The emperor's seizure by the British in 1857
The emperor in Rangoon shortly before his death
Map of India in 1857
7 November 1862
Descendant of Genghis Khan secretly buried in Rangoon
On 7 November 1862, the last Emperor of India, the last of the Great Mughals, Bahadur Shah Zafar, direct descendent of Timurlane and heir to Genghis Khan, died aged 87, heart-broken and a British prisoner in Rangoon, and was buried at an unmarked grave just south of the Shwedagon Pagoda.
The Mughal empire was one of the greatest the world had ever known. At it's peak around 1700 the empire stretched from what is today Uzbekistan through Afghanistan and included nearly all of present-day Pakistan, India, and Bangladesh. The empire was founded in Uzbekistan in the early 1500s by Babur who was a direct-descendent of the great Mongol-Turkish nomadic conqueror Timur. Timur in turn claimed descent from Genghis Khan whose Mongol empire once extended from Korea westward all the way to the borders of Germany and Egypt.
The Mughals presided over a period of religious tolerance, scientific progress, prosperity, and cultural innovation. People of all faiths were promoted to top jobs and the Emperor Akbar even attempted to start a new religion that brought together Hindu, Muslim, Buddhist, and Christian ideas.
By the early 1800s the Mughal empire had been reduced to just Delhi and its immediate neighbourhood. Most of India by then was under the control of the British East India Company. Bahadur Shah Zafar was born in 1775 and was the 19th emperor from Babur. He was an accomplished Urdu poet.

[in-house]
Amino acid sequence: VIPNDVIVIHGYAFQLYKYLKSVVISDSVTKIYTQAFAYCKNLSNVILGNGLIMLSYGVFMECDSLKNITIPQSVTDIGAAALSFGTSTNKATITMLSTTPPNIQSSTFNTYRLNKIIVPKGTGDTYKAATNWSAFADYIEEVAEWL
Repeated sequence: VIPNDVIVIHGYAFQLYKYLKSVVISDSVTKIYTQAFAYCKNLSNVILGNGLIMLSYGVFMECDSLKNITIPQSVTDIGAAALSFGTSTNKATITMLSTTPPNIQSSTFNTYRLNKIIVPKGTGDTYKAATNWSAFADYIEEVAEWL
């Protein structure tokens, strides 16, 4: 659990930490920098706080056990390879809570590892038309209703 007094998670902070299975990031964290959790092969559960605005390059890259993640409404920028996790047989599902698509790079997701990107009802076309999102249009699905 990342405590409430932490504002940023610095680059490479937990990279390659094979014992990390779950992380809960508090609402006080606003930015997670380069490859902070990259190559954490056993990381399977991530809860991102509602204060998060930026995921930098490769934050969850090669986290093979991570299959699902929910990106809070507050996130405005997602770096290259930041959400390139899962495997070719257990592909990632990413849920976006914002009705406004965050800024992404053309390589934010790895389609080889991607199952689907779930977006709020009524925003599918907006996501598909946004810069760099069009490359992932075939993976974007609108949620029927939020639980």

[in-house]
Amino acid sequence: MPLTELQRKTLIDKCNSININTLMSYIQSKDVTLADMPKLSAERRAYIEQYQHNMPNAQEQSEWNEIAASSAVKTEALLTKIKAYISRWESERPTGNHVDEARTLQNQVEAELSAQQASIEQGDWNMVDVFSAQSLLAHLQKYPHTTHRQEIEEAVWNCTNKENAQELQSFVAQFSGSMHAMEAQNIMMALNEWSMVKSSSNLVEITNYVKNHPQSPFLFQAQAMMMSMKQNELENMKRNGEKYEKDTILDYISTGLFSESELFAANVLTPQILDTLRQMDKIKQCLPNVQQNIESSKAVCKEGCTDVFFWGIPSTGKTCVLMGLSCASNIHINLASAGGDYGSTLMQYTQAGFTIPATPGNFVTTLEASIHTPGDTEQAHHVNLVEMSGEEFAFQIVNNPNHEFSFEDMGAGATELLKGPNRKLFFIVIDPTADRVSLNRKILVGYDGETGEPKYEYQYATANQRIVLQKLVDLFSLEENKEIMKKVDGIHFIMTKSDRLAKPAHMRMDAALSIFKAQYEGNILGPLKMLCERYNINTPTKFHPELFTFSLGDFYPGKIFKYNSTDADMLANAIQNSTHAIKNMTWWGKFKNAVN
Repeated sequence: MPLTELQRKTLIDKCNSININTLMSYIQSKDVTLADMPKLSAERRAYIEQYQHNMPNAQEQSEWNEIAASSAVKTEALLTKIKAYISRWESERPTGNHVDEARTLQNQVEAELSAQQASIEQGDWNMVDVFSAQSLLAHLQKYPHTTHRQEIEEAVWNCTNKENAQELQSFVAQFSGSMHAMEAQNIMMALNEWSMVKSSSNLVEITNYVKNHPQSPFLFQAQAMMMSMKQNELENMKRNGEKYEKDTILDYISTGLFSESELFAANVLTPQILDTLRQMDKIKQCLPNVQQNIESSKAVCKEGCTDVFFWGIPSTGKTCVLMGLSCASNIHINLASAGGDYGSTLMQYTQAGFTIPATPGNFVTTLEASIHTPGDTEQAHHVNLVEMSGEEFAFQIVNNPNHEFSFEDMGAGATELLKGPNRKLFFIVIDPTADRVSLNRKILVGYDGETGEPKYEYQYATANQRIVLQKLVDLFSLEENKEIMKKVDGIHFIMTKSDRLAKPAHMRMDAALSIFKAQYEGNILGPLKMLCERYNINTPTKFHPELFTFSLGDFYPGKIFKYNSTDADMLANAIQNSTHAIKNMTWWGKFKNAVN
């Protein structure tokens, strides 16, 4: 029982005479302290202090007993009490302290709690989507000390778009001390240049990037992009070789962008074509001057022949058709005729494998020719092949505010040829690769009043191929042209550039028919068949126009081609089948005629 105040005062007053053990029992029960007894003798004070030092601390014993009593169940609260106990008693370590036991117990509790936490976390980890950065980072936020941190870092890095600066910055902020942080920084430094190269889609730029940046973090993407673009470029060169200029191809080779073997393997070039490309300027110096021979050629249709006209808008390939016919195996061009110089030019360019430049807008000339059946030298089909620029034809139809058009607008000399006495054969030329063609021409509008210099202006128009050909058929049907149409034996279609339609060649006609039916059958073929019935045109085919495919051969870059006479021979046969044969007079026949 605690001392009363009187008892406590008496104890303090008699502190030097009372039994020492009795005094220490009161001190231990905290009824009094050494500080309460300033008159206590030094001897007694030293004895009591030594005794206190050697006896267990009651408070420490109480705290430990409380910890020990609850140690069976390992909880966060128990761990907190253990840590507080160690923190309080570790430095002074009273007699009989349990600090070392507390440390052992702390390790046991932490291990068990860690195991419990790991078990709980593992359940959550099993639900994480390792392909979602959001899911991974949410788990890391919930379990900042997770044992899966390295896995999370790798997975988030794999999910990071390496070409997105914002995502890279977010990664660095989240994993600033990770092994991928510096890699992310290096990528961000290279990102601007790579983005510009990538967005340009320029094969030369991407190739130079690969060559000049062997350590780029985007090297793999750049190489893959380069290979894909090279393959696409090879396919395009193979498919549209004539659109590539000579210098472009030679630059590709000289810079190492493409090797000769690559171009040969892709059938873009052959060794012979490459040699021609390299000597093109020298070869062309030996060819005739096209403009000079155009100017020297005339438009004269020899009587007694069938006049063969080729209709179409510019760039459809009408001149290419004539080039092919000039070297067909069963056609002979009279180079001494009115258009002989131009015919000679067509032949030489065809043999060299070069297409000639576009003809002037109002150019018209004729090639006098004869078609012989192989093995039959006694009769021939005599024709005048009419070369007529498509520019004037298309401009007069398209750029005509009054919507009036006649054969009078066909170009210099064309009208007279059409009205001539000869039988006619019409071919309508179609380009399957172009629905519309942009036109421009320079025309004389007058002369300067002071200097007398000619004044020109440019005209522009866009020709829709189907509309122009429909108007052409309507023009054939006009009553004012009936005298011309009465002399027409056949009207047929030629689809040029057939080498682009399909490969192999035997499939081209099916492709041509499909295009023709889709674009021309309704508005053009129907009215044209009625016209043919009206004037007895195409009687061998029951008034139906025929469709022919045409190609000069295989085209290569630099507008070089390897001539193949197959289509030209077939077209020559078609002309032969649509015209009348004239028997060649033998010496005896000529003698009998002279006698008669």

He was 82 years old during the Indian Mutiny of 1857 which shook the foundations of British rule. Though he played no real role in the uprising, he was placed on trial and exiled to Rangoon, together with many others of the imperial family, including his son Prince Mirza Jawan Bakht, and dozens of retainers and attendants.
In Rangoon the emperor lived in a little house near the Shwedagon pagoda. Just before his death in 1862 he wrote an Urdu couplet: "How unlucky is Zafar! For burial, even two yards of land were not to be had in the land of his beloved."
His family was then forced to live on a small government pension. Prince Jawan Bakht was banished to Moulmein. When the Allies retook Moulmein in 1945, a very old Mughal prince, one of Jawan Bahkt's sons, came down from a hill-top house to collect his pension of 12 and a half annas (less than a kyat). Two other grandsons, Prince Jamshed Bakht and Sikander Bahkt were born and grew up in Rangoon. Jamshed Bakht studied at Judson College, fled during the Japanese invasion, and never returned, living the rest of his live in poverty in Calcutta. His Burmese widow sold tea on the platform at the train station until 2008.
One of the last emperor's granddaughters, Princess Ranauq Zamani Begum married a Panthay Prince. Others from the original entourage accompanying the emperor settled around the Surati Bazaar in Rangoon (Theingyi-zay), where their descendants remain today.
The British wanted him forgotten but today he is perhaps internationally better known than at any time since his exile. In 1991, as the Burmese and Indian governments built a grand memorial near where he lived, workers discovered his hidden grave (hidden by the British). A stairways now extends down to his tomb which has been visited by Presidents and Prime Ministers alike.